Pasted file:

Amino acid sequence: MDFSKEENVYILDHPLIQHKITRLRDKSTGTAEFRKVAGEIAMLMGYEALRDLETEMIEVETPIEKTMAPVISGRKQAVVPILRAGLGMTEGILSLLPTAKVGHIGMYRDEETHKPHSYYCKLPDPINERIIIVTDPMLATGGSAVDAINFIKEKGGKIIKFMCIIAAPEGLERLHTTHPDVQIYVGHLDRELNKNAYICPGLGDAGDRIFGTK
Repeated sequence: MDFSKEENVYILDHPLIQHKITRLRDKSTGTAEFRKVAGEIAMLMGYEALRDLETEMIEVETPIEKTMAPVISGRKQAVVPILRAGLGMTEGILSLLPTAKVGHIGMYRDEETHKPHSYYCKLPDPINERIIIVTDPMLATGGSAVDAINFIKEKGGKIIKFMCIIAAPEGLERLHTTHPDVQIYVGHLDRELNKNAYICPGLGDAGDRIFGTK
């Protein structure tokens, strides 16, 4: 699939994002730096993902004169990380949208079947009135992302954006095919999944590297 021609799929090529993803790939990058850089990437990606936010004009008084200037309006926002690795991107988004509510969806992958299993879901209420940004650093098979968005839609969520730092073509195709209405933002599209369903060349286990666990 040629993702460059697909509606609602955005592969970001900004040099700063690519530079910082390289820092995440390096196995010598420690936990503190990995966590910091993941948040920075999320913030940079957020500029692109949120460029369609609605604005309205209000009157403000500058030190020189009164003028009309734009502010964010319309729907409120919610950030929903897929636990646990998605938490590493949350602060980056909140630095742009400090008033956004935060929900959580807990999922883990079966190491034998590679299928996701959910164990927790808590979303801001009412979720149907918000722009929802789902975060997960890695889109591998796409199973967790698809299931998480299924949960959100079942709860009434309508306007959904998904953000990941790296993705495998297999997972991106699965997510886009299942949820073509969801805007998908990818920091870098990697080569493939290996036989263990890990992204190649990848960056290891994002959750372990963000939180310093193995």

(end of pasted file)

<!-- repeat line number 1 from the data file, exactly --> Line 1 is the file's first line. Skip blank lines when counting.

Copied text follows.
Amino acid sequence: MDFSKEENVYILDHPLIQHKITRLRDKSTGTAEFRKVAGEIAMLMGYEALRDLETEMIEVETPIEKTMAPVISGRKQAVVPILRAGLGMTEGILSLLPTAKVGHIGMYRDEETHKPHSYYCKLPDPINERIIIVTDPMLATGGSAVDAINFIKEKGGKIIKFMCIIAAPEGLERLHTTHPDVQIYVGHLDRELNKNAYICPGLGDAGDRIFGTK